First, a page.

The water-table configuration served as the basis for evaluating goodness of fit with respect to adjustments of hydraulic conductivity, storativity, and boundary fluxes. Initial estimates of these parameters were used in the calibration of the model. These were adjusted between successive simulations with the objective of minimizing the differences between observed and computed water-table elevations in the study area. In order to avoid the uncertainties related to the amount of net pumpage in calibrating the model, water-level measurements taken during the 1945-47 period were used. It is assumed that the water-table configuration then was closer to equilibrium conditions than it is today and that whatever groundwater was pumped out of the aquifer was approximately replenished by natural recharge. Therefore, starting with that initial water-table surface, the present model was employed to calculate which distribution of aquifer parameters and boundary fluxes would keep that surface nearly constant. By minimizing the simulation errors, this procedure resulted in the distribution of aquifer parameters referred to below. It should be noted that if the pumpage distribution and water levels for several years had been available in adequate detail, this calibration procedure would have been more effective because data of several years would have been averaged, resulting in a better approximation of the aquifer parameters.

The parameters for all nodes were adjusted by the steepest descent procedure mentioned previously, using constraints on storativity, hydraulic conductivity, and fluxes. The two constraints applicable to the storativity were minimum and maximum allowable values of 0.05 and 0.25. The allowable limits for hydraulic conductivity were 0.03 and 14.0 acre-feet per square foot per year, which correspond approximately to the range from 25 to almost 12,500 gallons per day per square foot. The maximum change allowed in boundary fluxes was one acre-foot per acre per year, which, for a 3xl square mile area, represents 1,920 acre-feet per year. All the above figures are based on the types of sediments in Pawnee Valley and reflect the great variability of rocks in that Valley.

Table 14 shows the results of the parameter adjustment on the simulation errors for the 1945-47 calibration period. Figure 29 gives a graphical representation of the reduction of the simulation errors by using the adjusted values. As shown in Figure 30, the sum of the errors squared between observed and calculated water levels decreased as successive simulation tests were made. This figure indicates that the parameter adjustment procedure effectively reduced the magnitude of the error. After about ten tests, additional adjustments produced only very small improvements in the fit between observed and computed water levels.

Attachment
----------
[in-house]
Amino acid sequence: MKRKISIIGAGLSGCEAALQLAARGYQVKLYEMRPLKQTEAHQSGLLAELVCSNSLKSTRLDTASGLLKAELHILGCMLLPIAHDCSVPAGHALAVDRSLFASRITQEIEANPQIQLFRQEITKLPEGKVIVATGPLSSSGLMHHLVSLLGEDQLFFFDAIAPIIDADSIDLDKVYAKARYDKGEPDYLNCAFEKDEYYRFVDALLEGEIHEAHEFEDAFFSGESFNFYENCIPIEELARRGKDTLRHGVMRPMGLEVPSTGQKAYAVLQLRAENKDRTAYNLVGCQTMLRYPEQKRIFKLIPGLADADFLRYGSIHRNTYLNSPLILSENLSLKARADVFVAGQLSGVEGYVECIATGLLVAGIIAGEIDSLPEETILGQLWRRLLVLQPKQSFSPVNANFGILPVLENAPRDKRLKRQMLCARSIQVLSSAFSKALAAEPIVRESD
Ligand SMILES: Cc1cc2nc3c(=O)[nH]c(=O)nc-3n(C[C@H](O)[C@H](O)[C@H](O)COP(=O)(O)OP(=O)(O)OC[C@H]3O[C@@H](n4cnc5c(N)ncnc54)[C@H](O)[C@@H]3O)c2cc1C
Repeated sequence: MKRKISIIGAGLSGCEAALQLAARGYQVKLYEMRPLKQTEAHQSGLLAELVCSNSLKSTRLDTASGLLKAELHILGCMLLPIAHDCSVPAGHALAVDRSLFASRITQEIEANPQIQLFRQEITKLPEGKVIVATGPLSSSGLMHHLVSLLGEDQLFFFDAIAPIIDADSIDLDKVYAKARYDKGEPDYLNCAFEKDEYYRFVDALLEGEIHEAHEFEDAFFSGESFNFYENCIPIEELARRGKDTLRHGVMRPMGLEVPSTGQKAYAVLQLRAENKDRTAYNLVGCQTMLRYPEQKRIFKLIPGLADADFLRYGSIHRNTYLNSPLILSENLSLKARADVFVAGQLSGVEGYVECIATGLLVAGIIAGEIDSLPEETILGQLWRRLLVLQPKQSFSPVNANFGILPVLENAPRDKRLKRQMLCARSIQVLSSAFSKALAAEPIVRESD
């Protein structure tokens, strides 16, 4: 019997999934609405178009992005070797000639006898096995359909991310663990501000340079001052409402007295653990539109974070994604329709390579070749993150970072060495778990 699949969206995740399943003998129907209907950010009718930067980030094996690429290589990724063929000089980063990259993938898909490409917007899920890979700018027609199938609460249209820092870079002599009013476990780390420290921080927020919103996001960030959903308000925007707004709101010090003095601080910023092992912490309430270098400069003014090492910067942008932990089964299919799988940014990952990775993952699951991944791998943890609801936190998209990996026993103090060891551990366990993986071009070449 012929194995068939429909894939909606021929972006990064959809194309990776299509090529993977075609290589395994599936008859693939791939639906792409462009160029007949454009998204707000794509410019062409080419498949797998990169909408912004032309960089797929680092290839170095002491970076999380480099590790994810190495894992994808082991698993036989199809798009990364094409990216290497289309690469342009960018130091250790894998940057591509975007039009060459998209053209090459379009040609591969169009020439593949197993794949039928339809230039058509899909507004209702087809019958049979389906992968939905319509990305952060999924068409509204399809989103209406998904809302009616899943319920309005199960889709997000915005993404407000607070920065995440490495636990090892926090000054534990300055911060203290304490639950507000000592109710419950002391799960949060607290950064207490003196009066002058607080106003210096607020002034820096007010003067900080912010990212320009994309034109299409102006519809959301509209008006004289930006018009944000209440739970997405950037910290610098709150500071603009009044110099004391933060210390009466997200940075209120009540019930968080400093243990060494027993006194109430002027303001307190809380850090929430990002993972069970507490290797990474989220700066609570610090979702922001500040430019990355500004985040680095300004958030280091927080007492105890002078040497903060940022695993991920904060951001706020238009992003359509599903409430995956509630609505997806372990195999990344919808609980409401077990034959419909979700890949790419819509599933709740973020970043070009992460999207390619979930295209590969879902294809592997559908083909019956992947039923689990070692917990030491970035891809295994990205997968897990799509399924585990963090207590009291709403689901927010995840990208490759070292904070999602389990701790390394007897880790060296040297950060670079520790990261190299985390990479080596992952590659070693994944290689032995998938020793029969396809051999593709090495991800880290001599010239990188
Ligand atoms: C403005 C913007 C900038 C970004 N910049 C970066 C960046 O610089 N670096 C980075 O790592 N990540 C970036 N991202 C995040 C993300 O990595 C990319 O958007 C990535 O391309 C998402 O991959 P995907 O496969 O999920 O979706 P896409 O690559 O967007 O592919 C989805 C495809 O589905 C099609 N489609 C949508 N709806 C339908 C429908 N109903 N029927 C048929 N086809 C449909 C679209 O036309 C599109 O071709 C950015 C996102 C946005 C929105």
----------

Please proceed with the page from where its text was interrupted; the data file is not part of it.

Table 14--Comparison of Frequency of Errors During Parameter Adjustment for 1945-47.

Range of Errors Original
After Two
After Four
Final Values
(After 11 Iterations)
>16.5 1 1 0 0
-16.5 to -13.5 0 0 0 0
-13.5 to -10.5 2 0 0 0
-10.5 to -7.5 5 0 0 0
-7.5 to -4.5 1-2 3 0 0
-4.5 to -1.5 23 10 6 0
-1.5 to 1.5 18 79 99 107
1.5 to 4.5 26 13 4 3
4.5 to 7.5 16 1 1 0
7.5 to 10.5 5 3 0 0
10.5 to 13.5 3 1 1 1
Sum of Error
Squared (ft2)
3,380 1,976 257 161
Reduction of original
Error Squared
  42% 92% 95%

Figure 29--Histogram for the 1945-47 simulation errors

Two bar charts showing errors in original simulations have errors of -6 to +6 at 20% or more of the nodes; using adjusted parameters most errors have moves to be close rto zero.

Figure 30--Plot of sum of error squared versus number of iterations.

Error squared start near 3500 sq. feet, drops to below 500 by 5 iterations, flattens out past 6 iterations.

If water-level data are available for N years, each year will result in a new set of parameters. These parameters are therefore N approximations to the actual values of the parameters, and the averages of the N values obtained are assumed to provide good estimates of their true value at each node. To reflect the continuity in space of the parameters, the values of hydraulic conductivity and storativity obtained at each node by this method were averaged with the corresponding values at surrounding nodes. Referring to Figure 28, the values of the average parameter, φ, were determined by the following formula:

φi,j = 1/16 (φi-1,j-1 + 2φi,j-1 + φi+1,j-1 + 2φi-1,j + 4φi,j + 2φi+1,j + φi-1,j+1 + 2φi,j+1 + φi+1,j+1)

The resulting distributions of the average hydraulic conductivity and storativity are shown in Figures 31 and 32 respectively.

Figure 31--Distribution of Average hydraulic conductivity (aft/ft2/yr) based on parameter adjustment (last two digits are decimals, i.e., 131 = 1.31).

Nodes in model labeled with conductivity.

Figure 32--Distribution of Average Specific Yield (Sy) based on parameter adjustment (last two digits are decimals, i.e., 131 = 1.31).

Nodes in model labeled with specific yield.

Another objective of the calibration procedure is to determine the sensitivity of the model to factors that affect groundwater flow. Evaluating the importance of each factor helps determine which data must be defined more accurately and which data are already adequate or require only minimal definition. If additional data cannot be collected, then the sensitivity tests can help to assess the reliability of the model by demonstrating the effect of a given range of uncertainty or error in the input data on the output of the model. The relative sensitivities of the parameters that affect flow will vary from problem to problem. Figures 33, 34, and 35 show the effects of changes of hydraulic conductivity, storativity, and fluxes on the simulated water levels at a randomly selected node at column 12, row 9 of the nodal grid system near Rozel (Fig. 26). From these figures it is concluded that the computed head is more sensitive to values of storativity and fluxes (both vertical and lateral) than to hydraulic conductivity values. The high sensitivity of computed hydraulic head to storativity is important because this property is the least well known at a given point in space and time. While the sensitivity of hydraulic head to fluxes is constant (linear), the sensitivity to hydraulic conductivity decreases with increasing hydraulic conductivity (Figs. 34 and 33).

Figure 33--Effect of changes in hydraulic conductivity on simulated water level of a node.

Water level changes from 2015 feet at conductivity of 0 to around 2019 at conductivity of around 1; water level is almost 2023 ft when conductivity at 4.

Figure 34--Effect of changes in net pumpage on simulated water level of a node.

Water level changes from 2010 feet at net pumpage around .5, drops to 1995 at net pumpage of 2.8.

Figure 35--Effect of changes in storativity on simulated water level of a node.

Water level changes from 2005 feet at storativity around 0.05, rises to over 2020 feet at storativity around 0.35.

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Kansas Geological Survey, Hydrogeology
Placed on web Aug. 1, 2012; originally published April 1980.